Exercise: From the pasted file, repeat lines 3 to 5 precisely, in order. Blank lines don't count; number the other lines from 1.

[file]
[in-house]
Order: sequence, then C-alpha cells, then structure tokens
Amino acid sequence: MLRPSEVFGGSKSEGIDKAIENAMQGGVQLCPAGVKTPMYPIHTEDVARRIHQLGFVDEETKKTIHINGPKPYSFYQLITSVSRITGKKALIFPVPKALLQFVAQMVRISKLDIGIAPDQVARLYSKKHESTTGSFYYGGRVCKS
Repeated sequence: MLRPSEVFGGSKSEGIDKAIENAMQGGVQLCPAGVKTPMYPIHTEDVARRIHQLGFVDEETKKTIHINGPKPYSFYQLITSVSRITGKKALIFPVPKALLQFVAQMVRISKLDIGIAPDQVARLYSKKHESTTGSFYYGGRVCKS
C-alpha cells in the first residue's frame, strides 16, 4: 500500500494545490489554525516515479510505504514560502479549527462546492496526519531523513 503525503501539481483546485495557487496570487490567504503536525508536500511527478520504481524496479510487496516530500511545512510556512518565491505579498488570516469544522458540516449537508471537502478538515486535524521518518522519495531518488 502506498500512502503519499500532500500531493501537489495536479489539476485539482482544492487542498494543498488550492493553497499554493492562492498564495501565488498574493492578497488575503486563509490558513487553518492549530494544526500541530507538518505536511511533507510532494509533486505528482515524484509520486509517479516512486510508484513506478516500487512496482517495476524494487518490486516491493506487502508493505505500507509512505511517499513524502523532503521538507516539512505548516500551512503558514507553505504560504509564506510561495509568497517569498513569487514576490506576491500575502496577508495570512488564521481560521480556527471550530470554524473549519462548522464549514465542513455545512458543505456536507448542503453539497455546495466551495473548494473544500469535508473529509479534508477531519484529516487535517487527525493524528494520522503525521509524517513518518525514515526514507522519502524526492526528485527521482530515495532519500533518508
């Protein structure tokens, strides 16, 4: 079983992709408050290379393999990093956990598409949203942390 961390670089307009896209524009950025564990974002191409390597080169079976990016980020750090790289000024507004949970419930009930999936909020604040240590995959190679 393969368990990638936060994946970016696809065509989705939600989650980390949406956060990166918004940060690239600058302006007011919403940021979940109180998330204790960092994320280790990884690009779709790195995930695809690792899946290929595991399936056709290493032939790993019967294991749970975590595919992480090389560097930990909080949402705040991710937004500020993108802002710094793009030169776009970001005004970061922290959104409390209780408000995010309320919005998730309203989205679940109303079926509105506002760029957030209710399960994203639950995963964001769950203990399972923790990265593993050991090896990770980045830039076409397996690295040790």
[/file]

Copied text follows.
Amino acid sequence: MLRPSEVFGGSKSEGIDKAIENAMQGGVQLCPAGVKTPMYPIHTEDVARRIHQLGFVDEETKKTIHINGPKPYSFYQLITSVSRITGKKALIFPVPKALLQFVAQMVRISKLDIGIAPDQVARLYSKKHESTTGSFYYGGRVCKS
Repeated sequence: MLRPSEVFGGSKSEGIDKAIENAMQGGVQLCPAGVKTPMYPIHTEDVARRIHQLGFVDEETKKTIHINGPKPYSFYQLITSVSRITGKKALIFPVPKALLQFVAQMVRISKLDIGIAPDQVARLYSKKHESTTGSFYYGGRVCKS
C-alpha cells in the first residue's frame, strides 16, 4: 500500500494545490489554525516515479510505504514560502479549527462546492496526519531523513 503525503501539481483546485495557487496570487490567504503536525508536500511527478520504481524496479510487496516530500511545512510556512518565491505579498488570516469544522458540516449537508471537502478538515486535524521518518522519495531518488 502506498500512502503519499500532500500531493501537489495536479489539476485539482482544492487542498494543498488550492493553497499554493492562492498564495501565488498574493492578497488575503486563509490558513487553518492549530494544526500541530507538518505536511511533507510532494509533486505528482515524484509520486509517479516512486510508484513506478516500487512496482517495476524494487518490486516491493506487502508493505505500507509512505511517499513524502523532503521538507516539512505548516500551512503558514507553505504560504509564506510561495509568497517569498513569487514576490506576491500575502496577508495570512488564521481560521480556527471550530470554524473549519462548522464549514465542513455545512458543505456536507448542503453539497455546495466551495473548494473544500469535508473529509479534508477531519484529516487535517487527525493524528494520522503525521509524517513518518525514515526514507522519502524526492526528485527521482530515495532519500533518508